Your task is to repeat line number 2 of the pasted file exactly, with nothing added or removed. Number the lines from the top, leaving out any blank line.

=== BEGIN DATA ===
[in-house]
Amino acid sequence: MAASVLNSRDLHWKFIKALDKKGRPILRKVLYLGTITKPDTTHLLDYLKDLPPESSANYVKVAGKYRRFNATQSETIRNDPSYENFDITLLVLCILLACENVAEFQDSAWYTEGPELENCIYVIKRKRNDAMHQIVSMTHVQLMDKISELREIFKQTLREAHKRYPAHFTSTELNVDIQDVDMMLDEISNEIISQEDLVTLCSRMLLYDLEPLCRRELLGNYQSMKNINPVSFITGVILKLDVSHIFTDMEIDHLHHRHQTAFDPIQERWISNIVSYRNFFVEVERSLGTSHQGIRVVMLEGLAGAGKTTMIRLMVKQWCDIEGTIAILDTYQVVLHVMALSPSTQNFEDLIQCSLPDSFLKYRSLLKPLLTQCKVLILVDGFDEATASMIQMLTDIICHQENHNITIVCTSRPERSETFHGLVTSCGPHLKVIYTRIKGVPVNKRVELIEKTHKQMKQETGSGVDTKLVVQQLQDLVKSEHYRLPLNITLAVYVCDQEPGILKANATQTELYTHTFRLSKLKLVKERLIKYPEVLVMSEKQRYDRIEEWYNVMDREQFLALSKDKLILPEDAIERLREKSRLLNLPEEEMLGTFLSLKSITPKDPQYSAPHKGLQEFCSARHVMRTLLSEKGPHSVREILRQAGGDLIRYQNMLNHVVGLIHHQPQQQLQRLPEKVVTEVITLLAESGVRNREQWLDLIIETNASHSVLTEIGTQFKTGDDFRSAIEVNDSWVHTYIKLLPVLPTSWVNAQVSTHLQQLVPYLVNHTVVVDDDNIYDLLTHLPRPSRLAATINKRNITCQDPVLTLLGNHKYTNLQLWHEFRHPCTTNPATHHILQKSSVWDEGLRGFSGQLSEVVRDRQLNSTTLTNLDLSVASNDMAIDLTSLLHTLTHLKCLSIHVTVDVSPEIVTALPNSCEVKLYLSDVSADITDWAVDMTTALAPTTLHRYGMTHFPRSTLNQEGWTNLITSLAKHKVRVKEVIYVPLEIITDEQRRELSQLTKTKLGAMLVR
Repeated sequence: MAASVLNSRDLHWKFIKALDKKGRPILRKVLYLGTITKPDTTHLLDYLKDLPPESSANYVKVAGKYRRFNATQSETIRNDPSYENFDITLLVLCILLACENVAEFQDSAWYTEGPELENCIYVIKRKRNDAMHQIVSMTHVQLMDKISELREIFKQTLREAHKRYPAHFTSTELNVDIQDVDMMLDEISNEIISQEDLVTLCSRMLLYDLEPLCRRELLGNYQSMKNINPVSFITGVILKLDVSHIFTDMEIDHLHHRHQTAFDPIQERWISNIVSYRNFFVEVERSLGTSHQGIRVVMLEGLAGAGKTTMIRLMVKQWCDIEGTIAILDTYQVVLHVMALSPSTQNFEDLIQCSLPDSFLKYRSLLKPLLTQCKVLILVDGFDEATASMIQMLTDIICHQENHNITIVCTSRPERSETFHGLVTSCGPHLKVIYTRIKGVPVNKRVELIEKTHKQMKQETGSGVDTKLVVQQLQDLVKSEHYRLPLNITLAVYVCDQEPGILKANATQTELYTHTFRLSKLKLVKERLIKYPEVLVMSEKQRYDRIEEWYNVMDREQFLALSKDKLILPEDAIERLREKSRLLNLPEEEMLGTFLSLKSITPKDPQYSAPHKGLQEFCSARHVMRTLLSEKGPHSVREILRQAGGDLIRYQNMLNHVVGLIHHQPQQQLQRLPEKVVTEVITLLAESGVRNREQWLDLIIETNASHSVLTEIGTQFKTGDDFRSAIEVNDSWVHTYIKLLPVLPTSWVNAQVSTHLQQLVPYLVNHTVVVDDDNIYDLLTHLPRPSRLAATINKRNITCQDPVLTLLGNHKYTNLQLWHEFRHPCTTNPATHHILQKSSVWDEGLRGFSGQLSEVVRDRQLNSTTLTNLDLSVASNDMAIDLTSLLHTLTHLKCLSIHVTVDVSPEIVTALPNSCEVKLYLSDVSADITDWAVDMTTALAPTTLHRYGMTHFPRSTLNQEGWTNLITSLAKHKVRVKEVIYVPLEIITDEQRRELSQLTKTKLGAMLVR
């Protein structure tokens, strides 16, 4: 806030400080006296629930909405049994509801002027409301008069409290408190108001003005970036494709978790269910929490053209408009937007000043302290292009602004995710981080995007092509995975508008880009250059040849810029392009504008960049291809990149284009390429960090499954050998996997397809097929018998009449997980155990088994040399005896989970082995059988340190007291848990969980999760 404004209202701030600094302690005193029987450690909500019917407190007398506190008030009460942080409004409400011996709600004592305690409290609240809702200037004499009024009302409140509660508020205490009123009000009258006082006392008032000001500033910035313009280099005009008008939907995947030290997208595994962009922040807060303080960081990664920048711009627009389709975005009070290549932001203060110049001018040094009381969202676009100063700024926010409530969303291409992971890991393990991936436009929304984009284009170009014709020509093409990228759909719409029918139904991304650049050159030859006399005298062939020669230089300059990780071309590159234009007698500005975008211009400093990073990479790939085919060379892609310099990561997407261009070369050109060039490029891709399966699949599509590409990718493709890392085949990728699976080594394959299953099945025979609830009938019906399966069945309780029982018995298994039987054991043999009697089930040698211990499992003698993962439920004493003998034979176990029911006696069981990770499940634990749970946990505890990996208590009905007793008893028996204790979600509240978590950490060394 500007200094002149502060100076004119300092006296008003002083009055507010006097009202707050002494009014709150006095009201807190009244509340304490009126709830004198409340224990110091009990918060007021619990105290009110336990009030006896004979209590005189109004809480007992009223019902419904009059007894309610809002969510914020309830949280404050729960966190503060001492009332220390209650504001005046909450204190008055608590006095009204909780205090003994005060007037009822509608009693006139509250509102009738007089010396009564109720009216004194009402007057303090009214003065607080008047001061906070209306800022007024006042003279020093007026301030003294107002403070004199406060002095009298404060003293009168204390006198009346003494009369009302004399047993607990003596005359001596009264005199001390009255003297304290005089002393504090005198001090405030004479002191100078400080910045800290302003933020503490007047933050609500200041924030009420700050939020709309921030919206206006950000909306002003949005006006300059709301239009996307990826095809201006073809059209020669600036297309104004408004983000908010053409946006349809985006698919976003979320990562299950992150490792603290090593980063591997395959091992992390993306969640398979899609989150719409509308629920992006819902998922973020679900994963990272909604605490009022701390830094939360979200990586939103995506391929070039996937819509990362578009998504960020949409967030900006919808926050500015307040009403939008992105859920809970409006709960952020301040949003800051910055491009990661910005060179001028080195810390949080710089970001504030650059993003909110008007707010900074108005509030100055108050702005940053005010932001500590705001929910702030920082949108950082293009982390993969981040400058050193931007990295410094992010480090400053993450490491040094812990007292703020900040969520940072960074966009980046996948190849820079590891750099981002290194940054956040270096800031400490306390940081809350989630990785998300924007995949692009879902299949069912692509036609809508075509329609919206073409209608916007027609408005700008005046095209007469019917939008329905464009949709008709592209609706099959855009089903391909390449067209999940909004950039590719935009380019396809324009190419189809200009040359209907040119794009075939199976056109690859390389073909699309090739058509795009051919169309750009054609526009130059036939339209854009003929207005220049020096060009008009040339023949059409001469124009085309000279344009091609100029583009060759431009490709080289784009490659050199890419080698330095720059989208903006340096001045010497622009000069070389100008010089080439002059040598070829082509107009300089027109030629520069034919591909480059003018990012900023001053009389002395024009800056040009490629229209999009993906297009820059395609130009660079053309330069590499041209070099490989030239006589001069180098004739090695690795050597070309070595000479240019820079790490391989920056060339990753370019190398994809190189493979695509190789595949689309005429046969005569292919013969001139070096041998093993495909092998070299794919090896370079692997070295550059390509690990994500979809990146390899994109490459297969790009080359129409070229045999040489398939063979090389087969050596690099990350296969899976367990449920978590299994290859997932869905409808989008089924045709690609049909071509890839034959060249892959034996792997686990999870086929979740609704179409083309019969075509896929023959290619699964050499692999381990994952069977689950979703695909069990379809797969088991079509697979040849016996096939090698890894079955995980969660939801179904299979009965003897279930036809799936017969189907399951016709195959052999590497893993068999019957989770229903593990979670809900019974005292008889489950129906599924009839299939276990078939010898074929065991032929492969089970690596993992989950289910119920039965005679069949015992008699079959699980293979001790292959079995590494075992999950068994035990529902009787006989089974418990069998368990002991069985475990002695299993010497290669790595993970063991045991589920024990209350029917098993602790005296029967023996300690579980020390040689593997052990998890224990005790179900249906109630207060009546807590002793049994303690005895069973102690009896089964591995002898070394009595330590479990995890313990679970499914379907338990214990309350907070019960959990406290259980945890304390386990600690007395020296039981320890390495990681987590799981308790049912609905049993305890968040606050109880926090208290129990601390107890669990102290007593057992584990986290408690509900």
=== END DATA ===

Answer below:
Amino acid sequence: MAASVLNSRDLHWKFIKALDKKGRPILRKVLYLGTITKPDTTHLLDYLKDLPPESSANYVKVAGKYRRFNATQSETIRNDPSYENFDITLLVLCILLACENVAEFQDSAWYTEGPELENCIYVIKRKRNDAMHQIVSMTHVQLMDKISELREIFKQTLREAHKRYPAHFTSTELNVDIQDVDMMLDEISNEIISQEDLVTLCSRMLLYDLEPLCRRELLGNYQSMKNINPVSFITGVILKLDVSHIFTDMEIDHLHHRHQTAFDPIQERWISNIVSYRNFFVEVERSLGTSHQGIRVVMLEGLAGAGKTTMIRLMVKQWCDIEGTIAILDTYQVVLHVMALSPSTQNFEDLIQCSLPDSFLKYRSLLKPLLTQCKVLILVDGFDEATASMIQMLTDIICHQENHNITIVCTSRPERSETFHGLVTSCGPHLKVIYTRIKGVPVNKRVELIEKTHKQMKQETGSGVDTKLVVQQLQDLVKSEHYRLPLNITLAVYVCDQEPGILKANATQTELYTHTFRLSKLKLVKERLIKYPEVLVMSEKQRYDRIEEWYNVMDREQFLALSKDKLILPEDAIERLREKSRLLNLPEEEMLGTFLSLKSITPKDPQYSAPHKGLQEFCSARHVMRTLLSEKGPHSVREILRQAGGDLIRYQNMLNHVVGLIHHQPQQQLQRLPEKVVTEVITLLAESGVRNREQWLDLIIETNASHSVLTEIGTQFKTGDDFRSAIEVNDSWVHTYIKLLPVLPTSWVNAQVSTHLQQLVPYLVNHTVVVDDDNIYDLLTHLPRPSRLAATINKRNITCQDPVLTLLGNHKYTNLQLWHEFRHPCTTNPATHHILQKSSVWDEGLRGFSGQLSEVVRDRQLNSTTLTNLDLSVASNDMAIDLTSLLHTLTHLKCLSIHVTVDVSPEIVTALPNSCEVKLYLSDVSADITDWAVDMTTALAPTTLHRYGMTHFPRSTLNQEGWTNLITSLAKHKVRVKEVIYVPLEIITDEQRRELSQLTKTKLGAMLVR